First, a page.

4) Is the article well organized/structured? The article is well organized within its subtitles, but the article does not have much breadth in analysis, and will have to have more subtitles added. For instance, there is very little literary analysis. The article only shows a general analysis and a Soviet interpretation. The article should go more in depth, and the article structure could be changed to have a larger analysis section that includes headings such as “Major Themes,” “Symbolism,” and “Character Analysis.” Additionally, there is little context and background, so a “Background” category should be included in the beginning of the article to create more organization. Within that heading, there can be subheadings such as “Sources and inspiration,” which is a section that already exists in the article. 5) Did you find any grammatical or stylistic problems?

   There are no obvious grammatical or stylistic problems in the article. 

6) Are the accompanying images, if any, relevant to the article’s content?

   There is a single photo, which shows Evgenii running away from the Bronze Horseman that has come to life, exactly as Pushkin’s poem describes. This is the artist Alexander Benois’ interpretation of the story. This is a relevant picture. However, we suggest including a few more pictures. For instance, a picture of the actual building and the two lion statues that the poem references could provide a better visual for the reader and show where the Evgenii was found after the flood. Additionally, a map of Petersburg, or an image of the city that can show the river Neva, and the location of the city could be more helpful in providing context as to why Petersburg was vulnerable to flooding. Accompanying images can help in the reader’s understanding of the poem, and while the single photo that is currently on the page, is relevant to the article, it can be helpful to have multiple supporting images.  — Preceding unsigned comment added by Mich215 (talkcontribs) 14:56, 29 January 2016 (UTC)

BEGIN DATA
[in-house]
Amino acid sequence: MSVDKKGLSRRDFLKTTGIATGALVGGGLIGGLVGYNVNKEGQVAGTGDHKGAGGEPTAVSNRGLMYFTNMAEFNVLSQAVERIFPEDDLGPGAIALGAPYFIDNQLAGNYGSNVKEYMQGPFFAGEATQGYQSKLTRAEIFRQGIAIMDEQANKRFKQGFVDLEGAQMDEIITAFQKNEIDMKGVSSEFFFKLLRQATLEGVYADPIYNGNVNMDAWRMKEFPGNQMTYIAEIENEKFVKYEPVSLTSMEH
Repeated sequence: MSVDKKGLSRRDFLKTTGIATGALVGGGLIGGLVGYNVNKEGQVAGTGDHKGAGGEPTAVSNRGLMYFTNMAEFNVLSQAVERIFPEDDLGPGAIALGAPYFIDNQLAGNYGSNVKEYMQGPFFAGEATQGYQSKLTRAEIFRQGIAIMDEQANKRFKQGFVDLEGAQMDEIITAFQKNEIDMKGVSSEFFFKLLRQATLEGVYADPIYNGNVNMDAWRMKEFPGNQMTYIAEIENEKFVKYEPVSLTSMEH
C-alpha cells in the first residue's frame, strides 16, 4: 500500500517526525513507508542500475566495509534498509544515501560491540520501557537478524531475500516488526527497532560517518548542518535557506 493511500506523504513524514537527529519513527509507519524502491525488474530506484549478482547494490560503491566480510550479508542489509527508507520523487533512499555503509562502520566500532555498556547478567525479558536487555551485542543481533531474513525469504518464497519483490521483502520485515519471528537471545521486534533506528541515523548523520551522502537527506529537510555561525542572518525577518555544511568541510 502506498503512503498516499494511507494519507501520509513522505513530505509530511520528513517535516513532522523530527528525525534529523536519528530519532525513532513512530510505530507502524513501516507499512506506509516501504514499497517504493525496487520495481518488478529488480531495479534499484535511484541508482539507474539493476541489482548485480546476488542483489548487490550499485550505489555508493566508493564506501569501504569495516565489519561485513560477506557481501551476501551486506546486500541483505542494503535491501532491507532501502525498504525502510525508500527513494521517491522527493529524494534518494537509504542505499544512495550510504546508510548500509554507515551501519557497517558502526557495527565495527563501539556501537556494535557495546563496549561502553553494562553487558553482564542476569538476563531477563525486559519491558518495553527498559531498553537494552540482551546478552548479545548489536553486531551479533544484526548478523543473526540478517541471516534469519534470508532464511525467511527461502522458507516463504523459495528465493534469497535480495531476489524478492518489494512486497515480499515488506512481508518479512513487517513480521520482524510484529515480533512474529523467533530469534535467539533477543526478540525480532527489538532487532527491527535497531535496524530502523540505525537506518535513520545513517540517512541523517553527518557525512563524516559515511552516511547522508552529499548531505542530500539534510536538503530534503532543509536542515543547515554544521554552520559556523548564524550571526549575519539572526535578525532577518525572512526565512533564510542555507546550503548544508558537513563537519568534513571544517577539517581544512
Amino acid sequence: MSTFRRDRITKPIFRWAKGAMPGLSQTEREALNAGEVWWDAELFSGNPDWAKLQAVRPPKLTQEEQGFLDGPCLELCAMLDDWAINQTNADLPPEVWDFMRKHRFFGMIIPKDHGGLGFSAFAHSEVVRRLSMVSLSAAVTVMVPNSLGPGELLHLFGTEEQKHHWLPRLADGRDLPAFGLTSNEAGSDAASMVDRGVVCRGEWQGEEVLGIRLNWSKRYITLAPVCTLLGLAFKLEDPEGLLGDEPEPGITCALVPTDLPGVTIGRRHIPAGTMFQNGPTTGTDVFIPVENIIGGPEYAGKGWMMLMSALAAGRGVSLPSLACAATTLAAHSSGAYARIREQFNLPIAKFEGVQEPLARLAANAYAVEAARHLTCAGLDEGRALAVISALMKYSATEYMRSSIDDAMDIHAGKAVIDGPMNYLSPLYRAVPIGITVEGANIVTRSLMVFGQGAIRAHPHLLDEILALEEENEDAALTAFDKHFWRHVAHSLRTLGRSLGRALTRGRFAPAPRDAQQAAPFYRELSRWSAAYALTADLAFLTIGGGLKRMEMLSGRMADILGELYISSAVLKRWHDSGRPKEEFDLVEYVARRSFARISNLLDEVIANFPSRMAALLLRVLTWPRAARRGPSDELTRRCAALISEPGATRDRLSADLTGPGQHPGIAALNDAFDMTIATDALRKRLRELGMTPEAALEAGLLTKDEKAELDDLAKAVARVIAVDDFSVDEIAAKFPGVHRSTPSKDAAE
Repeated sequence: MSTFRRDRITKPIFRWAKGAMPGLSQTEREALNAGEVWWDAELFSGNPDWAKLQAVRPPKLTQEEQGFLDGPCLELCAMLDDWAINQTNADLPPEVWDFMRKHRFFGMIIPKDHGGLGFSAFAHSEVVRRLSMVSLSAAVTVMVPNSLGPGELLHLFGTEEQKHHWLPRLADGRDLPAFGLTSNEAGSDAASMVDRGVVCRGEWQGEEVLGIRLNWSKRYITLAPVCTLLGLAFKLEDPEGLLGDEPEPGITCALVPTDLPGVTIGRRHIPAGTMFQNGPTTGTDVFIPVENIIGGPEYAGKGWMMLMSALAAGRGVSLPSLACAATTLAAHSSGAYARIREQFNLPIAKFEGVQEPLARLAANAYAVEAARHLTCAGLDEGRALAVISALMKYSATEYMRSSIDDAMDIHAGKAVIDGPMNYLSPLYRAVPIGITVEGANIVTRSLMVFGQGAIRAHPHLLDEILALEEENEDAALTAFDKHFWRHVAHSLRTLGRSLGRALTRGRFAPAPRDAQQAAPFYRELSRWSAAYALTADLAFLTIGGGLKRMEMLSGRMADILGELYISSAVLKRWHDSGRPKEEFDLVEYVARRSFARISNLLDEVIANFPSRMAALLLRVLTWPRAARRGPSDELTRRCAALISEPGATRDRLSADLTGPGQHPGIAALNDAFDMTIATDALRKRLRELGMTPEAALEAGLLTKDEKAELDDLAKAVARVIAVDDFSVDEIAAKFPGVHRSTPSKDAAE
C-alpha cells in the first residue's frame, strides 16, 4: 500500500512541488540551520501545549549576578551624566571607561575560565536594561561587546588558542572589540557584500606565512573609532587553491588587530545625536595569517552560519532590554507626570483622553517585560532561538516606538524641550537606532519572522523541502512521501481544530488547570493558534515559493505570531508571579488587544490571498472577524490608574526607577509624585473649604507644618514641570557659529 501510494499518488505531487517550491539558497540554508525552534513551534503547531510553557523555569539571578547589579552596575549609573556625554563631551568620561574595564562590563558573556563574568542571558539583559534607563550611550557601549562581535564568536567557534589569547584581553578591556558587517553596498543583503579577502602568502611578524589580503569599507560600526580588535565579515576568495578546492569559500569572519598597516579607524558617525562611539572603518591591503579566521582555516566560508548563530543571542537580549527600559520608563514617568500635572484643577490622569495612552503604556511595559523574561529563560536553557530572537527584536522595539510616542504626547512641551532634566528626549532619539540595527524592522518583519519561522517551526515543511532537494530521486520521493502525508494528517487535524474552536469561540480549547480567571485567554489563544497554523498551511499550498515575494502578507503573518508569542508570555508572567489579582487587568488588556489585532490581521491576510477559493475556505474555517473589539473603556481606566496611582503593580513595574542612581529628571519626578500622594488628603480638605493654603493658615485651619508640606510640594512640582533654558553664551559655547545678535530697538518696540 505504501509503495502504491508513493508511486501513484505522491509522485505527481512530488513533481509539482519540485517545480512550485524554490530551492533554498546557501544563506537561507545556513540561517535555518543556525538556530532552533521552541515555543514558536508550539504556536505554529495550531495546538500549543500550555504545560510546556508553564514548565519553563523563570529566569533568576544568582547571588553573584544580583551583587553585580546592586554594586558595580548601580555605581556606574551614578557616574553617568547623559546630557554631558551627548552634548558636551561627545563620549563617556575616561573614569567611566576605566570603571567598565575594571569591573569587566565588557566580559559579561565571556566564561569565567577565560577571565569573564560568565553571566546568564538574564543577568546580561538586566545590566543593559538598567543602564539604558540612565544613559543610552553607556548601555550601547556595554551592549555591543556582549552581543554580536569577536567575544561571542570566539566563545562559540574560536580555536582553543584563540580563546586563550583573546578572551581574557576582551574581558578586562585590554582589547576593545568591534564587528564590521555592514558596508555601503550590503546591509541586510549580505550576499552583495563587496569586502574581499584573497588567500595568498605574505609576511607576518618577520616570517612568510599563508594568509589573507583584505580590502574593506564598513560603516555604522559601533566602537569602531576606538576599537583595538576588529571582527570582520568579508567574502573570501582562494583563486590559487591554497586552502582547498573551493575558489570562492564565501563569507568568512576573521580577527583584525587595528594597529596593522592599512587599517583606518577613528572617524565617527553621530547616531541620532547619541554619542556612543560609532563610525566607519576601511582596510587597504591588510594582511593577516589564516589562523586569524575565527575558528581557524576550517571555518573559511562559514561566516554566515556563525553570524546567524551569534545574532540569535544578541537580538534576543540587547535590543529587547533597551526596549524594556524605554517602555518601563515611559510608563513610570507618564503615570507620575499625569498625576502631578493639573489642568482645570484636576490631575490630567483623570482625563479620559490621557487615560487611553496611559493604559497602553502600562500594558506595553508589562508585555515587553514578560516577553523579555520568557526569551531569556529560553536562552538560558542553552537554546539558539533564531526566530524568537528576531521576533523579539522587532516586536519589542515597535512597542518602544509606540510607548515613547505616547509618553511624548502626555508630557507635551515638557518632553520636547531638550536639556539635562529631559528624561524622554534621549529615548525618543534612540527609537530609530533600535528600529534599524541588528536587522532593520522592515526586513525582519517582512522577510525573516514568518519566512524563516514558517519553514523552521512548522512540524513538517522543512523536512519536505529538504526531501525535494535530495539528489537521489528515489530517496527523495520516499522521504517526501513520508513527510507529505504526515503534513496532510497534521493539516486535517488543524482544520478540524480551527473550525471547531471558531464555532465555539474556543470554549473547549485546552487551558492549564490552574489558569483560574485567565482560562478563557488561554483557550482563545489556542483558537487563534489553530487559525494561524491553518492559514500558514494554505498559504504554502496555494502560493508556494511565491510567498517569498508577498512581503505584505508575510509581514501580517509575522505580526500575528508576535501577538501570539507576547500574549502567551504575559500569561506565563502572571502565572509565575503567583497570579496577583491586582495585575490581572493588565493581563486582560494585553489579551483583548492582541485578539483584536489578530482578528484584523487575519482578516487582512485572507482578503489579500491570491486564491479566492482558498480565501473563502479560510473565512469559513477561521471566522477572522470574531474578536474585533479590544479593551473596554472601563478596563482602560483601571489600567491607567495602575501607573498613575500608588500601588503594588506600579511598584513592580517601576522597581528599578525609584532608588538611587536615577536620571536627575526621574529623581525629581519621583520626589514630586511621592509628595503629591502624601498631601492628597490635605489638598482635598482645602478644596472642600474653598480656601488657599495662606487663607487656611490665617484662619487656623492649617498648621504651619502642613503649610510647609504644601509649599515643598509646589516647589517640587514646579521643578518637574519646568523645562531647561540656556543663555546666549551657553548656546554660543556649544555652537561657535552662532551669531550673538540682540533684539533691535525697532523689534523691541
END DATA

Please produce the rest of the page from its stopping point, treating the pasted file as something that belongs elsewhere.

Bibliography[edit]

Bibliography

Briggs, A.D.P. A comparative study of Pushkin's The bronze horseman, Nekrasov's Red-nosed frost, and Blok's The twelve : the wild world. Lewiston [N.Y.] : Edwin Mellen Press, 1990. Print.

Erlich, Victor. Comparative Literature 9.3 (1957): 256–258. Web...

Jakobson, Roman, and John Burbank. Pushkin and His Sculptural Myth. Hague, Mouton, 1975.: n.p., n.d. Print.

Kahn, Andrew. Pushkin's The Bronze Horseman. London: Bristol Classical, 1998. Print.

Newman, John Kevin. “Pushkin's "bronze Horseman" and the Epic Tradition”.Comparative Literature Studies 9.2 (1972): 173–195. Web...

Riasanovsky, Nicholas V. The Image of Peter the Great in Russian History and Thought. New York: Oxford UP, 1985. Print.

Reid, Robert, and Joe Andrew. Two Hundred Years of Pushkin. Alexander Pushkin: Myth and Monument. N.p.: n.p., 2003. Print.

Rosenshield, Gary. Pushkin and the Genres of Madness: The Masterpieces of 1833. Madison, WI: U of Wisconsin, 2003. Print.

Weinstock, Jeffrey Andrew. "The Bronze Horseman." The Ashgate Encyclopedia of Literary and Cinematic Monsters. N.p.: Central Michigan U, 2014. Print

Wilson, Edmund. The Triple Thinkers; Ten Essays on Literature. New York: Harcourt, Brace, 1938. Print — Preceding unsigned comment added by Mich215 (talkcontribs) 15:01, 8 February 2016 (UTC)